We think it’s Thursday but without the carpet in the lift at Hanoi we’re kind of not sure! This hotel is in the French Colonial style and has some very beautiful gardens, lily ponds and our room overlooks the Mekong River. It is very peaceful with a special ambience. Strange also to see the Mekong River in another country after having boated on it on the Delta in Vietnam. According to the guide, the Mekong is about 4,500 kms long and starts high up in the Tibetan Plateau. We haven’t actually checked this out but everywhere we go there is the Mekong.
We were up at 5:00 this morning to see the parade of monks in the main street of Luan Prabang. We had organised a bus from the hotel to take us there but soon found out we had paid for more than expected. We had just arrived in the bus when a man on a motor bike pulled up beside us, laid out a prayer mat, placed a carpet runner over the top of the mat then put a basket of sticky rice on the mat. Over the top of the basket was a long shawl. The driver indicated that it was for us. We had only wanted to go to photograph the parade but now we were expected to be part of the giving of rice. The driver placed the shawl over one shoulder and told us to kneel on the carpet runner. We later learned that the scarves represent the asking of the monks to intercede for a better future life. No way could we kneel on our wonky arthritic knees. I sat side saddle and Michael sat cross legged. We think this must have been a disrespectful position as at this, the bus driver was most upset and indicated that if we couldn’t kneel we should stand. All this happened by gestures, as the driver couldn’t speak English.
Every morning, over 200 orange-clad, barefooted monks come from every monastery in the city and join together to make one long queue. They carry containers and receive alms in the form of sticky rice from the people kneeling on prayer mats laid out on the pavement of the main street. The rice is taken back to the monasteries and offered as food and intercession to the ancestors of the alms givers. Some of the rice is eaten by the monks. We have trouble with this as the sticky rice, by this time, is handled by hundreds of people. Our guide later told us that people have to have clean hands because if dirty rice is given, bad things will happen to the alms-giver. This made us worry about how well we had cleaned our hands that morning!! After a few minutes, Michael decided that his ancestors had been appeased and that he was now allowed to take the promised photos, so I ended with 2 baskets of sticky rice. One is supposed to roll only a small amount into a small ball but this was beyond me, so a few monks got a lot of rice, and the rest had to rely on the others who had more aptitude with the rolling thing.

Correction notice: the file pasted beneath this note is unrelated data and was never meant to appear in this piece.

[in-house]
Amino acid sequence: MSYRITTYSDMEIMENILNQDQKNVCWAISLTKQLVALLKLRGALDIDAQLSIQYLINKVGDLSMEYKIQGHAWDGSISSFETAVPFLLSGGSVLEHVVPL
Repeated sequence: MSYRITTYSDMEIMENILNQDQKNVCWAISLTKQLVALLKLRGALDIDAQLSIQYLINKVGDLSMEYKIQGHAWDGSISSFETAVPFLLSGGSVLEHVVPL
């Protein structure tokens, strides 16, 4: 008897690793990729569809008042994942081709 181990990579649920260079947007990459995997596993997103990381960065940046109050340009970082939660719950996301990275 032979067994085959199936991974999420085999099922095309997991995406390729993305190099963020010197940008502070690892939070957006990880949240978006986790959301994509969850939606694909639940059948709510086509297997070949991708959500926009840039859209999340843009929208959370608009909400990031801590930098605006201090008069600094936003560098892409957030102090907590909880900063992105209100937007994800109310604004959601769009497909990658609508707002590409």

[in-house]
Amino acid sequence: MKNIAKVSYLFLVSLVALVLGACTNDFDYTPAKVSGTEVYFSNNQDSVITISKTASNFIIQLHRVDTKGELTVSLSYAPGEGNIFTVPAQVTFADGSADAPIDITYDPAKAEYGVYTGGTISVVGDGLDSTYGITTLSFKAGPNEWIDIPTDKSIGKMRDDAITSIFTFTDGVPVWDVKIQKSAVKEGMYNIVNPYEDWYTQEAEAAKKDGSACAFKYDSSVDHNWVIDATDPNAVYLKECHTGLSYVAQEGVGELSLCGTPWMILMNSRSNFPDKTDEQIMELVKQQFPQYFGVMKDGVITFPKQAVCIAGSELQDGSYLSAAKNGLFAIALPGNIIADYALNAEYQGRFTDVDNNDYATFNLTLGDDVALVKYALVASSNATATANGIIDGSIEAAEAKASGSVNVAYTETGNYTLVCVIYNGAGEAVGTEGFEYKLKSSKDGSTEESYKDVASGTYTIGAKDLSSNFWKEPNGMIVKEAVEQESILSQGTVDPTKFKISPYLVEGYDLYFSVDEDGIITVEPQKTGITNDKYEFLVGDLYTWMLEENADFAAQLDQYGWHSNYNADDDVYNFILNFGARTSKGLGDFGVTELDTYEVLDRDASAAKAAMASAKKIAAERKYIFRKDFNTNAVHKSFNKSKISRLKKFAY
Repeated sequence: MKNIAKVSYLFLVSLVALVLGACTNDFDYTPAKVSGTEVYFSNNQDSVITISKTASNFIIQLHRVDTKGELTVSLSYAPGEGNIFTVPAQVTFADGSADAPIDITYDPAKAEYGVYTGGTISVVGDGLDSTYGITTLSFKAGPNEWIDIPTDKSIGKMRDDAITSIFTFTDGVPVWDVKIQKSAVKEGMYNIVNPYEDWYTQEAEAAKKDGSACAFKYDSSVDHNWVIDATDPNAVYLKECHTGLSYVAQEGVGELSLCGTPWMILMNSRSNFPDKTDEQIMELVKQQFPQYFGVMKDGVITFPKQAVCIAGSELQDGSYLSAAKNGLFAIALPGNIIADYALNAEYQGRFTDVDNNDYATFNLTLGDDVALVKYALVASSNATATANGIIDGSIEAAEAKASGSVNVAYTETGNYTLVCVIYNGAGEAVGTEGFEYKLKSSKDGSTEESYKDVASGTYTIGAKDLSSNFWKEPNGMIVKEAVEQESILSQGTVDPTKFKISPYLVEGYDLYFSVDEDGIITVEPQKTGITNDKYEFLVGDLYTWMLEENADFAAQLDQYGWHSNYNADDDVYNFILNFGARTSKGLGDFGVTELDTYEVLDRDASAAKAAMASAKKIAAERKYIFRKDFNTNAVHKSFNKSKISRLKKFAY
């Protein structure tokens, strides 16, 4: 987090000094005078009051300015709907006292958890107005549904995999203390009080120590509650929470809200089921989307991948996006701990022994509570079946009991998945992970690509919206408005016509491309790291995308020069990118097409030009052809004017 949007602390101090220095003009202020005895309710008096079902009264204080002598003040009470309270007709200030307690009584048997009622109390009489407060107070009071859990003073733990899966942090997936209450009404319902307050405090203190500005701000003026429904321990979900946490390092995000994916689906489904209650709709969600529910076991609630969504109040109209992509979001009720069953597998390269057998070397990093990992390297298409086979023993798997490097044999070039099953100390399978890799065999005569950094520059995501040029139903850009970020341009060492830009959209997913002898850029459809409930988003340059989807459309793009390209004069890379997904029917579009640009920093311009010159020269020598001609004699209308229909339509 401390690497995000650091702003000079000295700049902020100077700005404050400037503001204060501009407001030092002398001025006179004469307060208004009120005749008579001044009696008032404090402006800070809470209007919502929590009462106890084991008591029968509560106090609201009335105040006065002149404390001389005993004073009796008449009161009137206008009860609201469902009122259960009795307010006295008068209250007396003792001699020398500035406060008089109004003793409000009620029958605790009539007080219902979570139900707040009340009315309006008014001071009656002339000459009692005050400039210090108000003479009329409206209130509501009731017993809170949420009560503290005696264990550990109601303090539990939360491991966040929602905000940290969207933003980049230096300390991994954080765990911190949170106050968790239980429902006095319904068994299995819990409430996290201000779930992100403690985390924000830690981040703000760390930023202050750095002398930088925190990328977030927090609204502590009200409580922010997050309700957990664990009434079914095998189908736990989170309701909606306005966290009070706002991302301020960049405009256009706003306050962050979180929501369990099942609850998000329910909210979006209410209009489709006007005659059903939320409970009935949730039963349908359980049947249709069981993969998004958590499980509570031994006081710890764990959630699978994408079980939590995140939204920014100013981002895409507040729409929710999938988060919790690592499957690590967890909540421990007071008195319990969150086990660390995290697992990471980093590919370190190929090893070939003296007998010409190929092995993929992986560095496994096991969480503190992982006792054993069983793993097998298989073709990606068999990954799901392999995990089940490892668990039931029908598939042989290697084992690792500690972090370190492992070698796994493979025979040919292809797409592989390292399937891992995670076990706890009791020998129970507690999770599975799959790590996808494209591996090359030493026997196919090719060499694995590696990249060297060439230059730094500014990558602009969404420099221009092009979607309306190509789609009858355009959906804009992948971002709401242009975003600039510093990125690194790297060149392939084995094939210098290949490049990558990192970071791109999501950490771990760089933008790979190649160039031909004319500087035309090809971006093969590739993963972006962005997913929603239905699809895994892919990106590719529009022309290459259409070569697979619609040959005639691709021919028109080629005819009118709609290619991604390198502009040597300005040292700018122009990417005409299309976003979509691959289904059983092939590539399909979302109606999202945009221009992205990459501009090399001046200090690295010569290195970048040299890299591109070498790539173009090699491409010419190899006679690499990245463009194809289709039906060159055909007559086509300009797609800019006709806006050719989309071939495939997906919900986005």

We then returned to the hotel for breakfast and appreciated the chance to relax outside in the colourful gardens overlooking the river.
We then spent the morning in the Historical Old Town. We started at the fresh food market checking out the exotic fruits and vegetables, visited the National Museum which was once the Royal Palace of the King and visited more temples with lots of gold. In the afternoon we took a leisurely 2 hour ride up the Mekong river to some caves containing thousands of gold lacquered Buddha statues. The caves are a destination for local pilgrimages, especially during the Lao New Year.
Over the past 4 weeks we have been on many different styles of boats but this was the most plush and comfortable. It is called a “long tail boat”, 24 metres long, only 1.5 metres wide and finished in highly polished teak with intricate carvings. Very comfortable for a nap after the early morning start!
Val forgot to mention the village we were taken to on the way to the caves, perhaps because it wasn’t imprinted on her mind like it was imprinted on mine. This village produces Meekong Whiskey, and it was pretty good stuff. I had to taste all three varieties and the walk back to the boat, through lanes lined with ladies weaving and wood carvers, was a delight.
She also forgot to mention the sunset over the mighty Meekong on the way back.